Janssen Recruiting for Phase III Trials of Potential Myasthenia Gravis Game Changer

Janssen_Editorial_Michael Vi

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June is Myasthenia Gravis Awareness month.

As with so many rare diseases, the standard of care for myasthenia gravis (MG) doesn’t address the root of the illness and comes with side effects that can be serious. Nipocalimab, which is in Phase III development at Janssen, goes to the cause of the disease.

Myasthenia gravis is an autoantibody-driven disease in which the body generates antibodies against its own proteins. In this case, the antibodies target the acetylcholine receptor (AChR) or a muscle-specific kinase (MuSK) receptor on cells. “These autoantibodies attack the neuromuscular junction, which is the interface where the nerve signals communicate with muscle,” Fiona Elwood, Ph.D., VP, disease area leader, neurodegeneration at Janssen Research & Development, said in an interview with BioSpace.

“When that breaks down, MG patients suffer muscle-related symptoms like muscle weakness.” It affects approximately 700,000 people throughout the world. Between 15 and 20 percent of them may be hospitalized with the disease, which manifests as difficulty with movements, drooping eyelids and even breathing difficulties. “It’s a rare, and pretty nasty disease,” she said.

Janssen’s solution, nipocalimab, is an anti-neonatal Fc receptor (FcRn) monoclonal antibody that blocks FcRn and lowers IgG (which, in autoantibody diseases, helps destroy red blood cells prematurely). Its application to MG stems from its ability to cause autoantibodies to be cleared from the body.

As Elwood explained, “Antibodies have quite a long half-life because they can be recycled through cells and hidden from the clearance process. By targeting the FcRn, which is responsible for cycling and hiding antibodies themselves, nipocalimab blocks that response and, instead, directs them to be degraded and cleared from the body. Therefore, you flush out all the IgG antibodies in the body and so flush out all of those targeted autoantibodies. In the case of MG, that’s AChR or MuSK.”

Because nipocalimab targets autoantibodies, “It may be used across multiple different neurological and immunological diseases in which the autoantibody to the self-protein is causing the disease,” she said. Chronic inflammatory demyelinating polyneuropathy (CIPD) is one likely indication, as well as other autoimmune diseases in the areas of maternal-fetal disorders, neuro-inflammatory disorders, rheumatology, dermatology and autoimmune hematology. “We believe nipocalimab can have a really significant impact,” Elwood said.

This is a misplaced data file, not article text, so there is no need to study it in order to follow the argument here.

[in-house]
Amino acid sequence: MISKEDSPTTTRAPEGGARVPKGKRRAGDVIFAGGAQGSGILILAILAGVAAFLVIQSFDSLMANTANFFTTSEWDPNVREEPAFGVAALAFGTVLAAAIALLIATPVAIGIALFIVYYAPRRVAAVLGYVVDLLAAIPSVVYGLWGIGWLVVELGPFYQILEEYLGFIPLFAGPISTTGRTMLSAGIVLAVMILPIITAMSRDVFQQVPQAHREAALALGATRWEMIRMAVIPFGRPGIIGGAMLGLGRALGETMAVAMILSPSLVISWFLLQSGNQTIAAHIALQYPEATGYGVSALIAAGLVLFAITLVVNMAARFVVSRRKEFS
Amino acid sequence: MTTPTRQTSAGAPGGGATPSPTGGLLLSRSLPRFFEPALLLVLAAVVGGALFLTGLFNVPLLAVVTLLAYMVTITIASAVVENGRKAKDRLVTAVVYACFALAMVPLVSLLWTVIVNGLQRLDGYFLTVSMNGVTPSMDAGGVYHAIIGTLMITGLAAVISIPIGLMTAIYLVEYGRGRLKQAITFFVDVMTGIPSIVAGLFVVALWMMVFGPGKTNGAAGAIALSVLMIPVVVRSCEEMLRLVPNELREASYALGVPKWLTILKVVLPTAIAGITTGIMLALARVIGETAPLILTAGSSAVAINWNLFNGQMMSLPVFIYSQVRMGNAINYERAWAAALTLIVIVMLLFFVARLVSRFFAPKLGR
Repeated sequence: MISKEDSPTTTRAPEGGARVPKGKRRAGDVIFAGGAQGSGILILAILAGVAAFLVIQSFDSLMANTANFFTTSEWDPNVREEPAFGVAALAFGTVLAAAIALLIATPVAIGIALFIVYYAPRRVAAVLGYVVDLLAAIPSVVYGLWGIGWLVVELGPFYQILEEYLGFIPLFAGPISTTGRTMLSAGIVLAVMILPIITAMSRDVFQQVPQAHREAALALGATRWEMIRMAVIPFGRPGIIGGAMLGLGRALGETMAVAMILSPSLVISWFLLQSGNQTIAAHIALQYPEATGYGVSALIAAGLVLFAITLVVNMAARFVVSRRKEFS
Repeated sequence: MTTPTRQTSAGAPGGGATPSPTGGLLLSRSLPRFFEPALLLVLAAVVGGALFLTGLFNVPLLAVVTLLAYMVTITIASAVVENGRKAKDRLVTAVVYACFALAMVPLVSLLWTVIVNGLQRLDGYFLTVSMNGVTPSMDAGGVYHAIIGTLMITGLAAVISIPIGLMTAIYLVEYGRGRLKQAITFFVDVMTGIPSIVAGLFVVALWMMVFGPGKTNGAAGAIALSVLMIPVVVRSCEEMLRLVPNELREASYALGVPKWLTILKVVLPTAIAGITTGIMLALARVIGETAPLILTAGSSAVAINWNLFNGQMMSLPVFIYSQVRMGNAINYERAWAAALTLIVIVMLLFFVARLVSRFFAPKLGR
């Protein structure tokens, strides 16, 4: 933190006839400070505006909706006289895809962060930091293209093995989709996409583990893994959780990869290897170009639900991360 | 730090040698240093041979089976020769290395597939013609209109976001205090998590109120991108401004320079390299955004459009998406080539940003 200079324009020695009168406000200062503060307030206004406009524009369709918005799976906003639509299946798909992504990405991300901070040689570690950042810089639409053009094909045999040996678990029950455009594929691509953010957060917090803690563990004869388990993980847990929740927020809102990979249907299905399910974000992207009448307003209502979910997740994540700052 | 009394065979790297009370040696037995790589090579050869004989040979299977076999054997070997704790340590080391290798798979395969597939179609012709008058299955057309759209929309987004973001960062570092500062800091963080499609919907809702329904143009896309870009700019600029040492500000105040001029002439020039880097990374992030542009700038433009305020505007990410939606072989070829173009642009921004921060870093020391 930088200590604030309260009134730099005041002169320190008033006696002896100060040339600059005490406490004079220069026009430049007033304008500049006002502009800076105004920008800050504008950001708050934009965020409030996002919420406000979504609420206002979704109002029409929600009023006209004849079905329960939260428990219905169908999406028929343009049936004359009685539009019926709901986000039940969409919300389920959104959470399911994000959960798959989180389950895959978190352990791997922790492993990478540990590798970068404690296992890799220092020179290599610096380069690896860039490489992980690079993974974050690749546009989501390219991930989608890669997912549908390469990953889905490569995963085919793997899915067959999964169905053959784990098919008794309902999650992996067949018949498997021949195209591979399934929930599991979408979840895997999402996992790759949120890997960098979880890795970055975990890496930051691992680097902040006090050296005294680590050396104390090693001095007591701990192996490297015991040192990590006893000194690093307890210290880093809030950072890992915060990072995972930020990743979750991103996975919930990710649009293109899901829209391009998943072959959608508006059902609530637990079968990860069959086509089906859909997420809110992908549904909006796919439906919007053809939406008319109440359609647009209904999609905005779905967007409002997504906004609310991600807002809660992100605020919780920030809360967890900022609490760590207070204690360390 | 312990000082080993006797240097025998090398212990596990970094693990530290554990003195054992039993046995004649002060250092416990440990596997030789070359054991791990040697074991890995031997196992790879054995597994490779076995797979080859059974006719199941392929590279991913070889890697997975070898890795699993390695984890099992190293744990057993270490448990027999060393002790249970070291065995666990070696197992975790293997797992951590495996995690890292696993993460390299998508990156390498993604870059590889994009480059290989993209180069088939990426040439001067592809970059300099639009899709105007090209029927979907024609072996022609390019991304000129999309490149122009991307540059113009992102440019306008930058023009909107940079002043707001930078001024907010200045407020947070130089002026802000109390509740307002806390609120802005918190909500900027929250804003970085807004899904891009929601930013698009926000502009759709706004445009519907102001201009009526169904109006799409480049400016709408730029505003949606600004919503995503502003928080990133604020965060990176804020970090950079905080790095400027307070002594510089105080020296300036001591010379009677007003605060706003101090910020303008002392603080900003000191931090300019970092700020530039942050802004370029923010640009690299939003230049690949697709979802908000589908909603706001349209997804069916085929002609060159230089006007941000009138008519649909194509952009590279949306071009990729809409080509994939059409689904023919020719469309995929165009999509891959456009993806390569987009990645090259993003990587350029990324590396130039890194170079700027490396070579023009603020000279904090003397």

“Phase II results showed robust, rapid, lowering of autoantibodies and strong duration,” she noted. That data, presented at a scientific meeting last year, compared the results of standard-of-care treatment plus either nipocalimab or placebo in 68 patients. The primary endpoint was to identify changes in patients’ Myasthenia Gravis Activities of Daily Living (MG-ADL) scores. Secondary endpoints included changes in patients’ Quantitative Myasthenia Gravis (QMG) score, the revised Myasthenia Gravis Quality of Life 15-item (MG-QoL15) scale and nipocalimab’s pharmacokinetic and pharmacodynamic activity.

A global, Phase III trial is recruiting now for adults with MG. In it, nipocalimab will be administered intravenously. Janssen’s goal is to enroll 180 people and to complete the trial in 2026. The company is also planning to recruit adolescents between the ages of 2 and 18 for a Phase II/III trial. Its goal is to enroll 12 patients. That trial is expected to be completed in 2025.

ClinicalTrials.gov lists 51 trials involving MG that are recruiting or are planning to recruit patients. While many involve a variety of therapies, others seek to identify drivers of disease progression, track the natural history of disease, determine the effect of COVID-19 vaccines on MG patients, or understand other elements of the condition.

Nipocalimab is a natural fit for Janssen, helping it accelerate the development of therapies for a variety of conditions driven by autoantibodies. Approximately 2.5% of the world’s population – approximately 195 million people – are affected by such diseases. Most often these are rare or orphan diseases.

The drug came to Janssen through the 2020 acquisition of Momenta Pharmaceuticals by Janssen’s parent company, Johnson & Johnson. Nipocalimab holds Orphan Drug designation as well as Rare Pediatric Disease designation from the U.S. Food and Drug Administration for the prevention of hemolytic disease of the fetus and newborn (HDFN).  

“We’ve been working in neuroscience for more than 60 years, and Janssen has a very strong portfolio in immunology,” Elwood said. “We have a strong commitment and significant research, as well as commercialized products in neuroscience, so nipocalimab sits in that sweet spot. This is a natural extension of our long-term commitment in neuroscience.”

For patients, the implications of finally having an effective therapy could be profound, she said. “Having a potential treatment with rapid onset that significantly reduces the autoantibodies that are driving their disease, and that offers sustained efficacy, will have a significant impact on patients’ quality of life and their disease progression.”

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